A recap of the history of medical recommendations about exercising during pregnancy.
(*This piece is in reference to healthy, normal pregnancies without contraindications for exercise.)
In a 2016 piece in The Atlantic, writer Julie Beck explained that her “gut reaction” to the prospect of exercise during pregnancy was that it “seems risky.” She is definitely not alone in her intuition – the idea that exercise might be hazardous for pregnant women is pervasive in American society. There appears to be a good deal of confusion about the issue. As of 2014, only about 16% of pregnant women in the U.S. were exercising in accordance with the American College of Obstetricians and Gynecologists (ACOG) guidelines (which suggest engaging in “moderate-intensity exercise for at least 20-30 minutes per day on most or all days of the week”). In 2016, a majority of rural women surveyed for a study published in the International Journal of Childbirth Education conveyed inaccurate or confused understandings about exercising during pregnancy. In a 2010 survey of physicians and certified nurse-midwives in Michigan, a surprisingly high number of practitioners conveyed outdated information to their patients, with 64% of respondents urging pregnant women to “limit their activity intensity based on a suggestion that has not been applicable for several years.” So pregnant women who continue to exercise hear – from medical professionals and from friends and family – that they should “be careful,” or “take it easy.” Women like Julie Beck think instinctively about exercise as “risky.” Where did this kind of apprehension originate? Why are Americans so nervous about the habit of exercising during pregnancy?
American women were taught to be cautious about physical exertion during pregnancy for much of the twentieth century.
Historically, recommendations regarding exercise during pregnancy stemmed from socio-cultural ideas and norms more than they were grounded in science. Generally speaking, pregnant women were “treated as though they had an illness.” They were instructed to “relax, avoid strenuous exertion and even bending or stretching, for fear they would strangle or squash the baby.” In 1949, the U.S. Children’s Bureau exclaimed that pregnant women could maintain housework and gardening activities, could go for walks up to one mile at a time, and could swim from time to time. Most books in the 40s proclaimed something similar, allowing that pregnant women could continue their housework but by and large discouraging sports activities.
Medical textbooks up through the 1960s and even into the 1970s announced that “’pregnancy is not a good time to exercise’” (although they still permitted walking). Meanwhile, scientific medicine was beginning to take “a more serious interest” in exercise as a component of health. Exercise science blossomed in the 1960s, and in the 1970s medical outlets like the National Institutes of Health, the American Heart Association, and the Centers for Disease Control began weighing in. The most rigorous medical journals, such as the Journal of the American Medical Association and The New England Journal of Medicine, started publishing articles on the importance of exercise and physical activity. While exercise grew more popular among the general population, exercising throughout pregnancy was relatively unusual – enough so that JAMA ran a story in 1981 about a woman who ran 4 miles daily throughout her seventh pregnancy. She was the subject of a formal academic presentation at the annual meeting of the American College of Sports Medicine. The fact that this woman’s experience warranted formal comment among medical professionals indicates that practitioners were not accustomed to seeing women continue to exercise while they were pregnant. (By comparison, it is difficult to imagine that professionals today would consider this situation worthy of special discussion.)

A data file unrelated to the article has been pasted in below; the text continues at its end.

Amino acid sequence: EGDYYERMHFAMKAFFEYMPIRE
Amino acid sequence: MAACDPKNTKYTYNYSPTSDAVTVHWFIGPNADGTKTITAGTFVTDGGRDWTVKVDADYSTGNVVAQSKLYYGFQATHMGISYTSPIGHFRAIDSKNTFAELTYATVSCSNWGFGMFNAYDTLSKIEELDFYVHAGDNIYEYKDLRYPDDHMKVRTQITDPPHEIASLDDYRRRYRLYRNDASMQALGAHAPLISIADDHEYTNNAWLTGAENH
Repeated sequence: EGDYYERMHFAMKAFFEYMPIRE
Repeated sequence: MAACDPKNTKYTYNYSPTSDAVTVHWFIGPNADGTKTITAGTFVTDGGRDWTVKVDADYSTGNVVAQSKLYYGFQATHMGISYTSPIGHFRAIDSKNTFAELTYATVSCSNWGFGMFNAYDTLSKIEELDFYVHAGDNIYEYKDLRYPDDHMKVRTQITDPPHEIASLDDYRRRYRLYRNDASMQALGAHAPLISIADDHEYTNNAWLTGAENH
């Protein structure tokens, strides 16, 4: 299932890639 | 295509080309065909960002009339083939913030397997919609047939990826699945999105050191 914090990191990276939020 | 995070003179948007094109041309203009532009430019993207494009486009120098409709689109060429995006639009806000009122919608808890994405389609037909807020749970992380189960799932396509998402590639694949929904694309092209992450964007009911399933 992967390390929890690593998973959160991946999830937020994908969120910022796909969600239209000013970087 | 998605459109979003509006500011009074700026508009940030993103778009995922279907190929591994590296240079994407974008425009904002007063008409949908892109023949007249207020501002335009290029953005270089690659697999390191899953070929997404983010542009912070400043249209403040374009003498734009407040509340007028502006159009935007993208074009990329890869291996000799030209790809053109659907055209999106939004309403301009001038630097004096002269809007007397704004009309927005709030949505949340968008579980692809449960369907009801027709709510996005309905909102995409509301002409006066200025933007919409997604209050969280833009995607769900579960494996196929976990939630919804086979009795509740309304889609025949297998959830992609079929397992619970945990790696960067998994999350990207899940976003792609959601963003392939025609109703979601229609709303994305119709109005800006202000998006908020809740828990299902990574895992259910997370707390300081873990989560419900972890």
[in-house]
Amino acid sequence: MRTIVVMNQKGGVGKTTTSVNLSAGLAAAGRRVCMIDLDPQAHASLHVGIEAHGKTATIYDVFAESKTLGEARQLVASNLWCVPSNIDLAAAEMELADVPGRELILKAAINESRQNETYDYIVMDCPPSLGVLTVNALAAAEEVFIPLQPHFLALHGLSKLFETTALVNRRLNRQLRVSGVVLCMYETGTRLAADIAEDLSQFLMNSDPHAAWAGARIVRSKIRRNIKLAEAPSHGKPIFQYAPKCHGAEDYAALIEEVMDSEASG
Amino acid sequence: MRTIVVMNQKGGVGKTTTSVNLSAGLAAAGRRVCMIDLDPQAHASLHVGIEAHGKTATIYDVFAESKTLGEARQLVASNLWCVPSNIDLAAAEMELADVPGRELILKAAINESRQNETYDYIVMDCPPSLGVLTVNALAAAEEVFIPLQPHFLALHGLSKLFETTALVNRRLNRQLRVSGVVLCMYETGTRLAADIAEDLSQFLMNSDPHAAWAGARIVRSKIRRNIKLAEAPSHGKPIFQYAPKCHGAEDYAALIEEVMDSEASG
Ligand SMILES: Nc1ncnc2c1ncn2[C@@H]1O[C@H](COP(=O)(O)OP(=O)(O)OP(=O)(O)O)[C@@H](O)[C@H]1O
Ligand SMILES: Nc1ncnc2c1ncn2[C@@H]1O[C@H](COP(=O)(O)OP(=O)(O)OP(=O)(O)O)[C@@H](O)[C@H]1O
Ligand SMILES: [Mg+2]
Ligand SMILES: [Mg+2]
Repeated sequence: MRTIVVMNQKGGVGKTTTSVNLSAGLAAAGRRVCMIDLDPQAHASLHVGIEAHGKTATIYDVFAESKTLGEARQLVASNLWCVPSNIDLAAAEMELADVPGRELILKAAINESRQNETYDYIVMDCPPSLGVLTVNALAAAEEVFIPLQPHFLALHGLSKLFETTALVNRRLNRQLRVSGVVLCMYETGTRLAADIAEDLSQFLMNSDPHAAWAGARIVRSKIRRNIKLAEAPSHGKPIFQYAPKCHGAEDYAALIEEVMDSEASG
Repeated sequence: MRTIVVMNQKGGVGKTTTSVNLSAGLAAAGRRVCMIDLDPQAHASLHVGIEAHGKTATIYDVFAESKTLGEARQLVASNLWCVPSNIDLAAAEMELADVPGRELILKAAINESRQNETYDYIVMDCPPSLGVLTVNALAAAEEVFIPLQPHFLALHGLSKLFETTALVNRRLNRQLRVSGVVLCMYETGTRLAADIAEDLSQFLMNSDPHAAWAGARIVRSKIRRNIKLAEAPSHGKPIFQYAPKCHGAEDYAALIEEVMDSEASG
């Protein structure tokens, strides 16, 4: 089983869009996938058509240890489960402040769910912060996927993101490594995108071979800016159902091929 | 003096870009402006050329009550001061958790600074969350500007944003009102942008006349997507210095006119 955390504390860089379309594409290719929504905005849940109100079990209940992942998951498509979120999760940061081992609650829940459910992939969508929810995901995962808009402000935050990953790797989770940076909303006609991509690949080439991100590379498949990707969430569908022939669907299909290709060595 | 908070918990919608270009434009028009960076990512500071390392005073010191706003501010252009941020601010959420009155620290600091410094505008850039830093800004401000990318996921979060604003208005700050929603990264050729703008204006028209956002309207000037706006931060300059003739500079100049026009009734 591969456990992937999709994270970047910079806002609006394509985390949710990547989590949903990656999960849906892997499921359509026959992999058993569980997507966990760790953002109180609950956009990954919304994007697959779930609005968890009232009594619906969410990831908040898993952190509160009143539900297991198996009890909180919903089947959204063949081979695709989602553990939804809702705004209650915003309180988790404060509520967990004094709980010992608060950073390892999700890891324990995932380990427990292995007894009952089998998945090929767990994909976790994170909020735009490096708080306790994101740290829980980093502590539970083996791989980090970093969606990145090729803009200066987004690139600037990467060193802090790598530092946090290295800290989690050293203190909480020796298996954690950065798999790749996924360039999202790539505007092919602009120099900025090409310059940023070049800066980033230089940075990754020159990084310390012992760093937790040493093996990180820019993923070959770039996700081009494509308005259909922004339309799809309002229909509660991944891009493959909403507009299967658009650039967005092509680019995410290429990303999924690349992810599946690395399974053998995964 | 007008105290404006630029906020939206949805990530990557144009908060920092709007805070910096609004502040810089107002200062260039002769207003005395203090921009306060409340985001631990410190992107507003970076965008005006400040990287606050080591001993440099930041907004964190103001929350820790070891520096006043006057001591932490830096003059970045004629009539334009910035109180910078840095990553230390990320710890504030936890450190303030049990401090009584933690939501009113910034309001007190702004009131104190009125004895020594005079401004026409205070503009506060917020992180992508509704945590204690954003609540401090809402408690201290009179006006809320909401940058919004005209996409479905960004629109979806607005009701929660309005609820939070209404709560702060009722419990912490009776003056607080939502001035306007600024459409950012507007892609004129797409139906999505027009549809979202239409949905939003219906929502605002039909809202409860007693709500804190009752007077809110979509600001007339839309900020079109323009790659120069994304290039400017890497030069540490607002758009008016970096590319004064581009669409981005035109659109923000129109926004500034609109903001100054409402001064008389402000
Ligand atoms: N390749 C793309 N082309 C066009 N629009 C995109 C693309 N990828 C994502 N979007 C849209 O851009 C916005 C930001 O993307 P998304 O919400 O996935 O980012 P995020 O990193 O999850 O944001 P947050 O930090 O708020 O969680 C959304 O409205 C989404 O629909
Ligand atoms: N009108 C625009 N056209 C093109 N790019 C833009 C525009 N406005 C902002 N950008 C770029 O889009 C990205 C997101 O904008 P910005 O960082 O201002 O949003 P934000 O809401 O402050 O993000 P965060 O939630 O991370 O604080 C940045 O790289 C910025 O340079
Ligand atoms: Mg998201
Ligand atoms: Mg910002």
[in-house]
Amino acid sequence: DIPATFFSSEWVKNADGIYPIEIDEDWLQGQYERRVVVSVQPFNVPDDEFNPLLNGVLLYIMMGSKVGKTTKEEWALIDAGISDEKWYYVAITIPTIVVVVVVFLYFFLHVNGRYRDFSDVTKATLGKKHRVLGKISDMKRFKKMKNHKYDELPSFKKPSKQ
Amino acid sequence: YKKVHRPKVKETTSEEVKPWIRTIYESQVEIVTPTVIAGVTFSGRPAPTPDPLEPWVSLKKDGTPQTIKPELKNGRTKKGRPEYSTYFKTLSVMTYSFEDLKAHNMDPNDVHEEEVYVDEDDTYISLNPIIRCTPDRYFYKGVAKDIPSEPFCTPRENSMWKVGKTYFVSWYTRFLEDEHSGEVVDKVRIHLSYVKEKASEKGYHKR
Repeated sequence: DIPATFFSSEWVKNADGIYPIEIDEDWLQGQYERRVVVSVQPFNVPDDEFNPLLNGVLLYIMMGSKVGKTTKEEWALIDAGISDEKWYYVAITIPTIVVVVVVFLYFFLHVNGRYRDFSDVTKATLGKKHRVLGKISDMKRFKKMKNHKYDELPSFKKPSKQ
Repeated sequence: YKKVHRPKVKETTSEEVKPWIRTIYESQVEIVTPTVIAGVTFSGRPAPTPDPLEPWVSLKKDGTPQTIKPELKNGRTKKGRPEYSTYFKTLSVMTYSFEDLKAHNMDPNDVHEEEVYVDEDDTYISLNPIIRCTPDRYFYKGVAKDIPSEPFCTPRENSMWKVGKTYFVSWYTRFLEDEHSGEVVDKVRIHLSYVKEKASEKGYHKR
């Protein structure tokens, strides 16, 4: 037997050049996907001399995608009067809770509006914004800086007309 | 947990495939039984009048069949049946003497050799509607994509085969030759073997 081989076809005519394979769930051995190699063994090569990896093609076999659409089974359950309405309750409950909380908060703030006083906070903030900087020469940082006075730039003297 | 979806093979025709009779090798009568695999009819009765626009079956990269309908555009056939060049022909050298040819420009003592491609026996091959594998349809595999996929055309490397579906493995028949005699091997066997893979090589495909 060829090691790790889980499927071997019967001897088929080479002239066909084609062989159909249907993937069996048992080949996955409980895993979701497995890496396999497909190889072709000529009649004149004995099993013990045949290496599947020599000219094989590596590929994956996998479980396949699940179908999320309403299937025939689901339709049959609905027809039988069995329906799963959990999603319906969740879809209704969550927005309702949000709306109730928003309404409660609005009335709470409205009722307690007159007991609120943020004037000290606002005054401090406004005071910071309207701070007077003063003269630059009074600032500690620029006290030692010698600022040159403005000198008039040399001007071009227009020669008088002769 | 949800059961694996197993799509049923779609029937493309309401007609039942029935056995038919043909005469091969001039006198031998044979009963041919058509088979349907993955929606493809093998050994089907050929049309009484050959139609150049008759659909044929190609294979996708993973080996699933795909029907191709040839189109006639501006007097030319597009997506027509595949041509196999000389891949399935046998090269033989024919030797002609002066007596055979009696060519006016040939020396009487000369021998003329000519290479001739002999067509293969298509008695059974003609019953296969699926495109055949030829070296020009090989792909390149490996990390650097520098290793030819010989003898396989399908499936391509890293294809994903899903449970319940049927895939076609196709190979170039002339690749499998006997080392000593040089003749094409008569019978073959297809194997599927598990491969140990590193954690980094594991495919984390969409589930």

Learning What Pregnant Women Already Knew: Pregnant Women Can Be Active
By the end of the 1980s, exercise was not only cemented as a legitimate component of medical health and wellbeing, it was a public fad. Exercise routines for every faction of society – including pregnant women – abounded. Prenatal exercise regimens proliferated so widely, in fact, that doctors grew concerned about them. Most were developed by non-physicians and made untenable claims about how physical fitness would ease labor and delivery. Amid this climate, medicine and society started asking questions about the safety of exercise during pregnancy. According to one analysis, two “schools of thought” emerged: one conservative and the other liberal. Conservatives, predominantly physicians, were more likely to recommend “a restrictive, cautious approach” to pregnant women. In turn, active pregnant women saw no detriments to their activity and argued that exercise was a boon to their pregnancies.